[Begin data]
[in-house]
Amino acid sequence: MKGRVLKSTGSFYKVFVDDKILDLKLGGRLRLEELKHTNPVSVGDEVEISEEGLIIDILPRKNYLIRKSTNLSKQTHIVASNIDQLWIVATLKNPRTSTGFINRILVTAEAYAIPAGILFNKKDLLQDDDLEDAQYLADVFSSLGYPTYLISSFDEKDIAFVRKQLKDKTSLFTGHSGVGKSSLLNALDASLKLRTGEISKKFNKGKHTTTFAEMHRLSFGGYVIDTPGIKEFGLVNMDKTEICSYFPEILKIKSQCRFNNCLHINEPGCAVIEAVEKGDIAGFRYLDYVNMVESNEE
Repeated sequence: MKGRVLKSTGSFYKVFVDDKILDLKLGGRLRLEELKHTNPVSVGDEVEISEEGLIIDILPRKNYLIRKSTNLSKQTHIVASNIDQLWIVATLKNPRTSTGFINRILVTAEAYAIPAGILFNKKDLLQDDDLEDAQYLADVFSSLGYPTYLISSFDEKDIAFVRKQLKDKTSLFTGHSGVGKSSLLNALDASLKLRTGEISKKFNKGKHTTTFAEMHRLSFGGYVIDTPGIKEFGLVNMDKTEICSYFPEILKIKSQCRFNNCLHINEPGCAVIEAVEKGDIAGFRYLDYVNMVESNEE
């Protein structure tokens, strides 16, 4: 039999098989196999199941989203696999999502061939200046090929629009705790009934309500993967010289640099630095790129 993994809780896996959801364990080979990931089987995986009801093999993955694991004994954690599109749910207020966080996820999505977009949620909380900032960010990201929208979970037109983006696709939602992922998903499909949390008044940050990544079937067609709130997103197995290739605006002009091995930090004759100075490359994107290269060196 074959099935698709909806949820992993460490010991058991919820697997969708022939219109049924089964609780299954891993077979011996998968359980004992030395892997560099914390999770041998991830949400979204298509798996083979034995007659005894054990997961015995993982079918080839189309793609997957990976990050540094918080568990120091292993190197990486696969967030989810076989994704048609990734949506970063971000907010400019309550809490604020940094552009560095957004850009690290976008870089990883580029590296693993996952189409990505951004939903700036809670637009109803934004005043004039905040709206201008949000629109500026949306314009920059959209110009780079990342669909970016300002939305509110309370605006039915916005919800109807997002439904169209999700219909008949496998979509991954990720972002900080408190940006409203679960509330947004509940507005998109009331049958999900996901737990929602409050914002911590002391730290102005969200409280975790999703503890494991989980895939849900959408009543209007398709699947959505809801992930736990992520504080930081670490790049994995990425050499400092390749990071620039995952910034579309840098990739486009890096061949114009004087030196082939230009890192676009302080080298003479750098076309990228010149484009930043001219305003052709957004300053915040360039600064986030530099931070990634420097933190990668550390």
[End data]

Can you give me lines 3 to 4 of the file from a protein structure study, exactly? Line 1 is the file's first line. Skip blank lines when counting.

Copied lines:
Repeated sequence: MKGRVLKSTGSFYKVFVDDKILDLKLGGRLRLEELKHTNPVSVGDEVEISEEGLIIDILPRKNYLIRKSTNLSKQTHIVASNIDQLWIVATLKNPRTSTGFINRILVTAEAYAIPAGILFNKKDLLQDDDLEDAQYLADVFSSLGYPTYLISSFDEKDIAFVRKQLKDKTSLFTGHSGVGKSSLLNALDASLKLRTGEISKKFNKGKHTTTFAEMHRLSFGGYVIDTPGIKEFGLVNMDKTEICSYFPEILKIKSQCRFNNCLHINEPGCAVIEAVEKGDIAGFRYLDYVNMVESNEE
């Protein structure tokens, strides 16, 4: 039999098989196999199941989203696999999502061939200046090929629009705790009934309500993967010289640099630095790129 993994809780896996959801364990080979990931089987995986009801093999993955694991004994954690599109749910207020966080996820999505977009949620909380900032960010990201929208979970037109983006696709939602992922998903499909949390008044940050990544079937067609709130997103197995290739605006002009091995930090004759100075490359994107290269060196 074959099935698709909806949820992993460490010991058991919820697997969708022939219109049924089964609780299954891993077979011996998968359980004992030395892997560099914390999770041998991830949400979204298509798996083979034995007659005894054990997961015995993982079918080839189309793609997957990976990050540094918080568990120091292993190197990486696969967030989810076989994704048609990734949506970063971000907010400019309550809490604020940094552009560095957004850009690290976008870089990883580029590296693993996952189409990505951004939903700036809670637009109803934004005043004039905040709206201008949000629109500026949306314009920059959209110009780079990342669909970016300002939305509110309370605006039915916005919800109807997002439904169209999700219909008949496998979509991954990720972002900080408190940006409203679960509330947004509940507005998109009331049958999900996901737990929602409050914002911590002391730290102005969200409280975790999703503890494991989980895939849900959408009543209007398709699947959505809801992930736990992520504080930081670490790049994995990425050499400092390749990071620039995952910034579309840098990739486009890096061949114009004087030196082939230009890192676009302080080298003479750098076309990228010149484009930043001219305003052709957004300053915040360039600064986030530099931070990634420097933190990668550390």